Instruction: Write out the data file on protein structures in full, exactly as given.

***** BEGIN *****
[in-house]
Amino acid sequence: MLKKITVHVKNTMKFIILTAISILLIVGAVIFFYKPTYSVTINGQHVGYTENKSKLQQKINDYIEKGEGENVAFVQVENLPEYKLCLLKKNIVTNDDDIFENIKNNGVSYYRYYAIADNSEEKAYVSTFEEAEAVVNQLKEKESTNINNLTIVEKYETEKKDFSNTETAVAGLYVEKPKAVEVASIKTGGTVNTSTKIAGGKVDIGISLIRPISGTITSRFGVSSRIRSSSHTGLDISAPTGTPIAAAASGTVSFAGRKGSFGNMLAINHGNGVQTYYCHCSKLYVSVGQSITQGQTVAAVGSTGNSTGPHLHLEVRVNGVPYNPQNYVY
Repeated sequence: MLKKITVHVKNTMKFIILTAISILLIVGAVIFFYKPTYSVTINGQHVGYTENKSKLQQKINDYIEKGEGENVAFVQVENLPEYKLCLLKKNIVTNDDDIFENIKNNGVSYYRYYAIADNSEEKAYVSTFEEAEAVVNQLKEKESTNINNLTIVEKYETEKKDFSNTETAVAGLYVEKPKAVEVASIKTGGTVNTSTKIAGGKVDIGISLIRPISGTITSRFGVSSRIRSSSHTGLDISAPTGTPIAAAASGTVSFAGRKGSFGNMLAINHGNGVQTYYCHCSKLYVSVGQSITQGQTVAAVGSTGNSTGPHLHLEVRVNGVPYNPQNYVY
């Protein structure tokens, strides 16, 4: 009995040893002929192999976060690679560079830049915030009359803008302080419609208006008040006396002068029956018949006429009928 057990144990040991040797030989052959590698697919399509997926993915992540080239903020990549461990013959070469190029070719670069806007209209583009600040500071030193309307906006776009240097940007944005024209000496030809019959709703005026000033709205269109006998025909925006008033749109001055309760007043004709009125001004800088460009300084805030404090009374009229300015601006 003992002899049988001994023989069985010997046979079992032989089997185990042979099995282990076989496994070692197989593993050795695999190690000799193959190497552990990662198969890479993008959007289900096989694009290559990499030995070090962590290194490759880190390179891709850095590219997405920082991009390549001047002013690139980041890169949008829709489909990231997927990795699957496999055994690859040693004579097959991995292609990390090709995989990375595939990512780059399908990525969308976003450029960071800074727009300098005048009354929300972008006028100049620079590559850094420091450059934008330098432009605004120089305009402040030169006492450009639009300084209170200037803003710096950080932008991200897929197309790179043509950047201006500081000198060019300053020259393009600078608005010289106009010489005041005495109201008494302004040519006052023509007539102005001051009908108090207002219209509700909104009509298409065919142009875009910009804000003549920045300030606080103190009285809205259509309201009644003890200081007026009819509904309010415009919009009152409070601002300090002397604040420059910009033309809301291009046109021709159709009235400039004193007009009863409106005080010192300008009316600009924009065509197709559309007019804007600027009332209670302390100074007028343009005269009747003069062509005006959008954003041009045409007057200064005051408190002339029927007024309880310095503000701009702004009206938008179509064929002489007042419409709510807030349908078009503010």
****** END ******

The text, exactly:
[in-house]
Amino acid sequence: MLKKITVHVKNTMKFIILTAISILLIVGAVIFFYKPTYSVTINGQHVGYTENKSKLQQKINDYIEKGEGENVAFVQVENLPEYKLCLLKKNIVTNDDDIFENIKNNGVSYYRYYAIADNSEEKAYVSTFEEAEAVVNQLKEKESTNINNLTIVEKYETEKKDFSNTETAVAGLYVEKPKAVEVASIKTGGTVNTSTKIAGGKVDIGISLIRPISGTITSRFGVSSRIRSSSHTGLDISAPTGTPIAAAASGTVSFAGRKGSFGNMLAINHGNGVQTYYCHCSKLYVSVGQSITQGQTVAAVGSTGNSTGPHLHLEVRVNGVPYNPQNYVY
Repeated sequence: MLKKITVHVKNTMKFIILTAISILLIVGAVIFFYKPTYSVTINGQHVGYTENKSKLQQKINDYIEKGEGENVAFVQVENLPEYKLCLLKKNIVTNDDDIFENIKNNGVSYYRYYAIADNSEEKAYVSTFEEAEAVVNQLKEKESTNINNLTIVEKYETEKKDFSNTETAVAGLYVEKPKAVEVASIKTGGTVNTSTKIAGGKVDIGISLIRPISGTITSRFGVSSRIRSSSHTGLDISAPTGTPIAAAASGTVSFAGRKGSFGNMLAINHGNGVQTYYCHCSKLYVSVGQSITQGQTVAAVGSTGNSTGPHLHLEVRVNGVPYNPQNYVY
């Protein structure tokens, strides 16, 4: 009995040893002929192999976060690679560079830049915030009359803008302080419609208006008040006396002068029956018949006429009928 057990144990040991040797030989052959590698697919399509997926993915992540080239903020990549461990013959070469190029070719670069806007209209583009600040500071030193309307906006776009240097940007944005024209000496030809019959709703005026000033709205269109006998025909925006008033749109001055309760007043004709009125001004800088460009300084805030404090009374009229300015601006 003992002899049988001994023989069985010997046979079992032989089997185990042979099995282990076989496994070692197989593993050795695999190690000799193959190497552990990662198969890479993008959007289900096989694009290559990499030995070090962590290194490759880190390179891709850095590219997405920082991009390549001047002013690139980041890169949008829709489909990231997927990795699957496999055994690859040693004579097959991995292609990390090709995989990375595939990512780059399908990525969308976003450029960071800074727009300098005048009354929300972008006028100049620079590559850094420091450059934008330098432009605004120089305009402040030169006492450009639009300084209170200037803003710096950080932008991200897929197309790179043509950047201006500081000198060019300053020259393009600078608005010289106009010489005041005495109201008494302004040519006052023509007539102005001051009908108090207002219209509700909104009509298409065919142009875009910009804000003549920045300030606080103190009285809205259509309201009644003890200081007026009819509904309010415009919009009152409070601002300090002397604040420059910009033309809301291009046109021709159709009235400039004193007009009863409106005080010192300008009316600009924009065509197709559309007019804007600027009332209670302390100074007028343009005269009747003069062509005006959008954003041009045409007057200064005051408190002339029927007024309880310095503000701009702004009206938008179509064929002489007042419409709510807030349908078009503010």